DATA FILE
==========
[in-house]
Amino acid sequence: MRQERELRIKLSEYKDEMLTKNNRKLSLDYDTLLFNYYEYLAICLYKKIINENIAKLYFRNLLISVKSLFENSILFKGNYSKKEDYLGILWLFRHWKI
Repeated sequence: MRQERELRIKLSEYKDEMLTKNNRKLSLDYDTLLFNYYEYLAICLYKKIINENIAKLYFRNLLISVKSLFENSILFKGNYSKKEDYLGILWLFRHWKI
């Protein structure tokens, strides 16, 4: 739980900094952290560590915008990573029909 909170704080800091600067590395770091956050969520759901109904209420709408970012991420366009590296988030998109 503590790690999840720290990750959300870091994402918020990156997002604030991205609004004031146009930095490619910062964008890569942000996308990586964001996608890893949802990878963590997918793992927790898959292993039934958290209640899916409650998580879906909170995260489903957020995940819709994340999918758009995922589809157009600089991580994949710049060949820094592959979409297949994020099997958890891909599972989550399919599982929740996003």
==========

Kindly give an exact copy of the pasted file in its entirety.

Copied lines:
[in-house]
Amino acid sequence: MRQERELRIKLSEYKDEMLTKNNRKLSLDYDTLLFNYYEYLAICLYKKIINENIAKLYFRNLLISVKSLFENSILFKGNYSKKEDYLGILWLFRHWKI
Repeated sequence: MRQERELRIKLSEYKDEMLTKNNRKLSLDYDTLLFNYYEYLAICLYKKIINENIAKLYFRNLLISVKSLFENSILFKGNYSKKEDYLGILWLFRHWKI
């Protein structure tokens, strides 16, 4: 739980900094952290560590915008990573029909 909170704080800091600067590395770091956050969520759901109904209420709408970012991420366009590296988030998109 503590790690999840720290990750959300870091994402918020990156997002604030991205609004004031146009930095490619910062964008890569942000996308990586964001996608890893949802990878963590997918793992927790898959292993039934958290209640899916409650998580879906909170995260489903957020995940819709994340999918758009995922589809157009600089991580994949710049060949820094592959979409297949994020099997958890891909599972989550399919599982929740996003």